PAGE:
A rape victim speaks out

By EMILY PARKHURST  |  January 17, 2007

Stumbling around in the dark, I managed to find my blood-soaked clothes and dress myself. He then drove me back to my car. We could not speak in the eternity between his apartment in South Portland and my car downtown because he is deaf. I’m not certain I would have spoken to him, but I might have asked what happened in those five hours that I was unconscious, as he is the only one who knows. When I got back to my car I drove myself to my apartment, my head still cloudy with whatever he had put in my drink. Then, in my disorientation and confusion, I showered, washed my clothes, re-bandaged my throbbing hand and fell into a deep sleep. I woke and called a friend at noon the next day. It was her, not me, who first knew I had been raped. I could not understand it; I was unable to accept it for nearly three days after.

These facts that I tell you now, I have put together from the fragments of my own memory and from what the police and my friend who saw me the next day tell me. When questioned by the police, the rapist denied ever bringing me back to his apartment. Because there is no physical evidence, my case will never see trial.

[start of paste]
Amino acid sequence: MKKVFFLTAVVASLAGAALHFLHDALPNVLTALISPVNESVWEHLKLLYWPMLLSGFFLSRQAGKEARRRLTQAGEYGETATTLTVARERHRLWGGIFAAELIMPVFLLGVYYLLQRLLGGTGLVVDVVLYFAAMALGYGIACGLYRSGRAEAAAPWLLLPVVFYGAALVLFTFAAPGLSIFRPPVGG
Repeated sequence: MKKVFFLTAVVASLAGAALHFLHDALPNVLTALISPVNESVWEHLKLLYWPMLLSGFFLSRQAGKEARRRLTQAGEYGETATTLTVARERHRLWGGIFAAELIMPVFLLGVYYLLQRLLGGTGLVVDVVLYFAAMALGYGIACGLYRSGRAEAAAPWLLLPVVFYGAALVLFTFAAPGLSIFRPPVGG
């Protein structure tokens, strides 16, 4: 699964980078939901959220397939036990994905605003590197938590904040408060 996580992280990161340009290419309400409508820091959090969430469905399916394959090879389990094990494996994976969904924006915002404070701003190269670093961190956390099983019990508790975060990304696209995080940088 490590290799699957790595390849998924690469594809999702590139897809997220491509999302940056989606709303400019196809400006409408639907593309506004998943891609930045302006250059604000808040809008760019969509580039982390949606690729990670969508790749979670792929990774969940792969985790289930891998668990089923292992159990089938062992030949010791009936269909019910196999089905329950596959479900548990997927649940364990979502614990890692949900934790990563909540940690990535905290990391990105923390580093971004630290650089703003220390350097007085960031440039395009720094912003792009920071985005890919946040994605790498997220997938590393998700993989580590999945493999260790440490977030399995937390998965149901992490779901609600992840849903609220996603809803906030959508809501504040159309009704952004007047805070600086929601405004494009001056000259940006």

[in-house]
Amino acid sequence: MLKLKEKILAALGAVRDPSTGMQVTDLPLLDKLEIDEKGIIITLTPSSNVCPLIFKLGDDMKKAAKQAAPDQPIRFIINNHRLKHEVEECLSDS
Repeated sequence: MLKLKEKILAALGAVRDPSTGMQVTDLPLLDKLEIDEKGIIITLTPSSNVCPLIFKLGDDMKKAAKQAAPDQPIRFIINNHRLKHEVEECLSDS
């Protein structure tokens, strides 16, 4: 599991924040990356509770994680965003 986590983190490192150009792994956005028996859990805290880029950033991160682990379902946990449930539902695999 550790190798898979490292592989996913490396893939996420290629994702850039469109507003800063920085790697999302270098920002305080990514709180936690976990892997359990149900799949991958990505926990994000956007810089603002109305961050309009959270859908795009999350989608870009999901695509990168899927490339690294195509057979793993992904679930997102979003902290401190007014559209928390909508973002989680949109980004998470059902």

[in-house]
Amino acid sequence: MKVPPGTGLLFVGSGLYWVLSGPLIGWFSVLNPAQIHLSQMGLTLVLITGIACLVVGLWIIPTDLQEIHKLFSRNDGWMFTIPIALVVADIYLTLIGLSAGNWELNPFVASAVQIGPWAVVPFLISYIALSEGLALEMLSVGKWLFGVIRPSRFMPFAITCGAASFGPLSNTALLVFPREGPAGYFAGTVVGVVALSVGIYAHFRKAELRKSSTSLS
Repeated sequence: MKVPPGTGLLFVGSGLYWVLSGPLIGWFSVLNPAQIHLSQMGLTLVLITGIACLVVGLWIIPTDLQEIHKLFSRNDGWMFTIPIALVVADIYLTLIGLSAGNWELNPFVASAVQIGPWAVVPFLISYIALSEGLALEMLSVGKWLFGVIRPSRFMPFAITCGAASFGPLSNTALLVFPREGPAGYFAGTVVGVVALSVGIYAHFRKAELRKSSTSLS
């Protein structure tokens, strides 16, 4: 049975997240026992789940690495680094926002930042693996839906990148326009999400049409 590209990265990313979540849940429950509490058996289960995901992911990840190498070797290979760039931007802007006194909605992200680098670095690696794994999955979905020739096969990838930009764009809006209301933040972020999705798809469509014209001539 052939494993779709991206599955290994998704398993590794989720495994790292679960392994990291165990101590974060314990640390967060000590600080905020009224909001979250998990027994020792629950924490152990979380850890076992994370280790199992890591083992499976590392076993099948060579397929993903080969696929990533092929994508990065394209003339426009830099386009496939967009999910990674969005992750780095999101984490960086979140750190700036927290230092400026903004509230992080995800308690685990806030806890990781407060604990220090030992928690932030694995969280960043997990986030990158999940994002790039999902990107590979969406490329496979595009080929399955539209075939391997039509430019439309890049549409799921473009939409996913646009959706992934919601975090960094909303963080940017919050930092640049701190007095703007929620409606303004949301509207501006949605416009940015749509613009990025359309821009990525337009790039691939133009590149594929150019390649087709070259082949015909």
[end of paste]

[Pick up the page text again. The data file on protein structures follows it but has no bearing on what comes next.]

I have run into this man three times since he brutalized me in his apartment last January. The most recent time I saw him, in late September in a parking lot near the Maine Mall, he met my eyes with the cold glare of a man who knows what he got away with. But rather than fall apart, rather than confront him in anger, rather than act on any of the emotions surging through me right then, instead I walked away. In order to keep on living my life, doing the things I love, and moving forward, I must accept that he is out there and he will never be punished for the violence he forced into my life. That does not mean I have moved on. That does not mean I am not angry. It just means I’ve survived.

But as a survivor, I live with more than that knowledge. In the early stages of my recovery I suffered from a rape victim’s version of post-traumatic stress disorder, also called Rape Trauma Syndrome; I lived with anxiety attacks, constant vigilance, insomnia, nightmares, and a general jumpiness kept me in a state of suspended emotions. I would hide in the ladies’ room at my office sitting out half-hour panic attacks shivering uncontrollably on the cold, tile floor. I would sit in my car and talk myself into getting out and making the necessary walk through a dark parking lot alone. I still often sleep with my lights on, bedroom doors locked, and cell phone ready by my bed. Although it has been a year since he raped me and nine years since I was attacked the first time, the knowledge of my own vulnerability is forever a part of me.

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